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The Food and Drug Administration must walk a fine line between protecting innovation and ensuring medical devices are safe and effective, a top agency official told a House panel Feb. 17 in response to repeated criticisms from Republican lawmakers that the agency has become a hindrance to getting products on the market.
Jeffrey Shuren, director of FDA's Center for Devices and Radiological Health, told the House Energy and Commerce Health Subcommittee that the agency needs to give manufacturers clearer guidance regarding approval standards to keep the U.S. system competitive with Europe.
Energy and Commerce Committee Chairman Fred Upton (R-Mich.) said “device companies are being forced to market their devices first in Europe because the EU countries have predictable and consistent regulatory processes.”
Upton said the hearing on the impact of FDA device regulations on U.S. jobs “aims to fix” regulatory problems at FDA that “are hurting American innovation, costing American jobs, and hurting American patients.”
However, Shuren challenged the notion that FDA regulations are too onerous, saying that the agency's performance on reviewing device applications has been consistently strong. In testimony, Shuren said that 90 percent of all reviews of devices cleared through the 510(k) program--the method most devices reach the market--were completed in 90 days or less, and 98 percent of reviews were completed in 150 days or less.
Shuren also defended FDA from a report by Stanford University professor Josh Makower, which found that on average, agency reviews for 510(k) products take two years longer from the point of initial communication with the regulatory agency than reviews for similar products in Europe.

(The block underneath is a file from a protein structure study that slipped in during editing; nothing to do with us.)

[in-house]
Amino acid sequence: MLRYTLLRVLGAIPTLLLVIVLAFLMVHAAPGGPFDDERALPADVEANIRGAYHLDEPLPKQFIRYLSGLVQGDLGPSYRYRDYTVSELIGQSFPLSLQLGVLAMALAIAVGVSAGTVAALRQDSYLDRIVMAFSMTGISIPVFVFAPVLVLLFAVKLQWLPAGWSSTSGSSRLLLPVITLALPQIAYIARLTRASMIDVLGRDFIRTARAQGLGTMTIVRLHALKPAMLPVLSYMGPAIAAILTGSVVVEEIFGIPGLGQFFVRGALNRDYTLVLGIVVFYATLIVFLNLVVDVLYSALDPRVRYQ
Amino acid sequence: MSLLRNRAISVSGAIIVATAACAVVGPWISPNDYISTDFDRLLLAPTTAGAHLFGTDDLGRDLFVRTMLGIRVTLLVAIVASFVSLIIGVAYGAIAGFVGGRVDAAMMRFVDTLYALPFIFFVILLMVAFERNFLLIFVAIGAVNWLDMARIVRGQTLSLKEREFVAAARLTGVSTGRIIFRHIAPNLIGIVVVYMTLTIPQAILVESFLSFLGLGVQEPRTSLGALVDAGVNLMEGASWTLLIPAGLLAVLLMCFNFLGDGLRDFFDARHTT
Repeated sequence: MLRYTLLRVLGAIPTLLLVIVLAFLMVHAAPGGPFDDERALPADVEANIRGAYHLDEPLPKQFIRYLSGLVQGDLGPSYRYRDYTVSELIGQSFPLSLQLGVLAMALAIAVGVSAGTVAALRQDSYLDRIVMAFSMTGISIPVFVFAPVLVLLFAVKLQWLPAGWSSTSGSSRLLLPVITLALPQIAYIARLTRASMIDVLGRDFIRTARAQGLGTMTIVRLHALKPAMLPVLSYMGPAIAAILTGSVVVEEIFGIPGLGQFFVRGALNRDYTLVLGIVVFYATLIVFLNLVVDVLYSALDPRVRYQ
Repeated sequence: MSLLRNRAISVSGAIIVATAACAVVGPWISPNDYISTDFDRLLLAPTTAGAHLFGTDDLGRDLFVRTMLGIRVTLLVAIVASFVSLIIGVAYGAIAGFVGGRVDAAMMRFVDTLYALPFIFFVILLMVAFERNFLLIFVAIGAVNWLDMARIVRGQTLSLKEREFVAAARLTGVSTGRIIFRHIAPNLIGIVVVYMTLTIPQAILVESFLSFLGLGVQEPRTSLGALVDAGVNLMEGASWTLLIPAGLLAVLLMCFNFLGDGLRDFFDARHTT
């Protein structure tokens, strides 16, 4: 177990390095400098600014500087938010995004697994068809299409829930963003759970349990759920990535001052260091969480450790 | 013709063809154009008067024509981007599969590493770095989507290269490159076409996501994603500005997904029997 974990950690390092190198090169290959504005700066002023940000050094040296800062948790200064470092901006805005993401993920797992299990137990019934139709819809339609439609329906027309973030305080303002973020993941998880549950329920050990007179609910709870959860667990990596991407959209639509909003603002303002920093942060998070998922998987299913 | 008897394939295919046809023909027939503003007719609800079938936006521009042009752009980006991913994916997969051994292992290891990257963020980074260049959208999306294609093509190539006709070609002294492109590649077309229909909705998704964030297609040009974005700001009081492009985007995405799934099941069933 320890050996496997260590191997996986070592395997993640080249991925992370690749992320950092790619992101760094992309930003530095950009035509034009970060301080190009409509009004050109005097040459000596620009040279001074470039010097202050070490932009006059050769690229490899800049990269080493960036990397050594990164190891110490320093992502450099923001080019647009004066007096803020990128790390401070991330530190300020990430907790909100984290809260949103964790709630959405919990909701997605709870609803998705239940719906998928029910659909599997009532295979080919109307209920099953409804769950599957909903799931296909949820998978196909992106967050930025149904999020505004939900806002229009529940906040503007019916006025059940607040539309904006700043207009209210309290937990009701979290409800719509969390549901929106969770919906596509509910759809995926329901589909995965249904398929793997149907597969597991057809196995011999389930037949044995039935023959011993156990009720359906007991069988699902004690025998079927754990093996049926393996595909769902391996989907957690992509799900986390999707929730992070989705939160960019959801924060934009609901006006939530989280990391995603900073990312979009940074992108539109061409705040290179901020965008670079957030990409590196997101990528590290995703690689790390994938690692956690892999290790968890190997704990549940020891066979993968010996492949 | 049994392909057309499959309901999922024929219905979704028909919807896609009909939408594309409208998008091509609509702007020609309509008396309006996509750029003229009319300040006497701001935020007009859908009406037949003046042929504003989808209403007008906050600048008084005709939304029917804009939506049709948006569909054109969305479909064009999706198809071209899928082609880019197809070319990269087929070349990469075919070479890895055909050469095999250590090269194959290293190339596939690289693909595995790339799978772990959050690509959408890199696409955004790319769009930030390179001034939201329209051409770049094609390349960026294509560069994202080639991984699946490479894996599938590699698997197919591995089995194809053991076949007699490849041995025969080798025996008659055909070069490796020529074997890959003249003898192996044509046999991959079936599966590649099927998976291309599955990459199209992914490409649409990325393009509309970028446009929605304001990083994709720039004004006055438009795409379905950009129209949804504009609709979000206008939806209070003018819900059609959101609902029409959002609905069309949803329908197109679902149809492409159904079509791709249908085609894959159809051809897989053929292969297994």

Makower, who testified at the hearing, said FDA has become more risk averse because it is afraid of making mistakes.
Lawmakers also asked Shuren about a study by PricewaterhouseCoopers, which found device recalls in Europe and the United States occur at about the same rate, even though the U.S. approval process takes significantly longer.
Industry trade group AdvaMed (Advanced Medical Technology Association) in a statement also noted “the growing lack of predictability and consistency in product reviews at the FDA, which needlessly delays patient access to safe and effective diagnostics and treatments.”
Shuren said there are “fundamental differences” between the U.S. and European systems, including different approval standards--for example, the EU lacks the requirement in U.S. law that a device be shown to be effective.
Speaking to reporters after the hearing, Shuren said he was “disappointed” to hear industry representatives tell lawmakers FDA is not doing its job.
Shuren said that while the agency has been meeting its goals for 510(k) reviews, the time between submission and clearance still has been increasing. One of the main reasons for that increase is problems with poor industry submissions, he said.
“They need to pull their weight,” Shuren said.
All too often, Shuren said, industry 510(k) submissions are missing key information, such as performance data, or even information about which predicate the device is being compared to. Since a 510(k) marketing clearance requires a device be “substantially equivalent” to one already legally marketed, missing predicate information throws off the entire clearance process, Shuren said.
“We're stepping up to the plate to do our part to get this right. But if it's going to work we need industry to do their part,” Shuren told lawmakers during the hearing.
Mark Deem, a partner in the device incubator the Foundry LLC, a group of device entrepreneurs and investors, said FDA is sometimes difficult to work with as it has been known to change the metrics and endpoints of clinical trials and ask for “impossible” information from manufacturers.
More information about the hearing is at http://energycommerce.house.gov/hearings/hearingdetail.aspx?NewsID=8221.
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